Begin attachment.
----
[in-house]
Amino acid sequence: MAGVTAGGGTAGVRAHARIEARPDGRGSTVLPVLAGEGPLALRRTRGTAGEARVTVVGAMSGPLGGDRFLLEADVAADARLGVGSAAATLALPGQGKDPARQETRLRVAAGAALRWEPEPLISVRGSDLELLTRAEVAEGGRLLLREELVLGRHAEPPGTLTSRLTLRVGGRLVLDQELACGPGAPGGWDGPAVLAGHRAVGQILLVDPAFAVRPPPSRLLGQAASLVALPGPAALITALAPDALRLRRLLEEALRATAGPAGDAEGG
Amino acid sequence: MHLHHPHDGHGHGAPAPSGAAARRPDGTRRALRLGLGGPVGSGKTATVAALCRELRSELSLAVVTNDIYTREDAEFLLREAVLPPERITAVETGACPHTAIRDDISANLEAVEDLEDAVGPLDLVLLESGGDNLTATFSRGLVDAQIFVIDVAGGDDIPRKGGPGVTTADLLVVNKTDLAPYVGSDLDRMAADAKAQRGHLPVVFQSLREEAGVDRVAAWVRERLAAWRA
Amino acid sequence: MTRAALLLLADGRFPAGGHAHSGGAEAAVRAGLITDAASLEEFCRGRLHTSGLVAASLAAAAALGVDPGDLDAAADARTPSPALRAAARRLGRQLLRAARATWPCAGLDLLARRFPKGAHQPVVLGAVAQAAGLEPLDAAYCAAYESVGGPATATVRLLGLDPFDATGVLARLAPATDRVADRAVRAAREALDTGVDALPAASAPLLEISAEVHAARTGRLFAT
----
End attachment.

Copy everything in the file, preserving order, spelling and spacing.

[in-house]
Amino acid sequence: MAGVTAGGGTAGVRAHARIEARPDGRGSTVLPVLAGEGPLALRRTRGTAGEARVTVVGAMSGPLGGDRFLLEADVAADARLGVGSAAATLALPGQGKDPARQETRLRVAAGAALRWEPEPLISVRGSDLELLTRAEVAEGGRLLLREELVLGRHAEPPGTLTSRLTLRVGGRLVLDQELACGPGAPGGWDGPAVLAGHRAVGQILLVDPAFAVRPPPSRLLGQAASLVALPGPAALITALAPDALRLRRLLEEALRATAGPAGDAEGG
Amino acid sequence: MHLHHPHDGHGHGAPAPSGAAARRPDGTRRALRLGLGGPVGSGKTATVAALCRELRSELSLAVVTNDIYTREDAEFLLREAVLPPERITAVETGACPHTAIRDDISANLEAVEDLEDAVGPLDLVLLESGGDNLTATFSRGLVDAQIFVIDVAGGDDIPRKGGPGVTTADLLVVNKTDLAPYVGSDLDRMAADAKAQRGHLPVVFQSLREEAGVDRVAAWVRERLAAWRA
Amino acid sequence: MTRAALLLLADGRFPAGGHAHSGGAEAAVRAGLITDAASLEEFCRGRLHTSGLVAASLAAAAALGVDPGDLDAAADARTPSPALRAAARRLGRQLLRAARATWPCAGLDLLARRFPKGAHQPVVLGAVAQAAGLEPLDAAYCAAYESVGGPATATVRLLGLDPFDATGVLARLAPATDRVADRAVRAAREALDTGVDALPAASAPLLEISAEVHAARTGRLFAT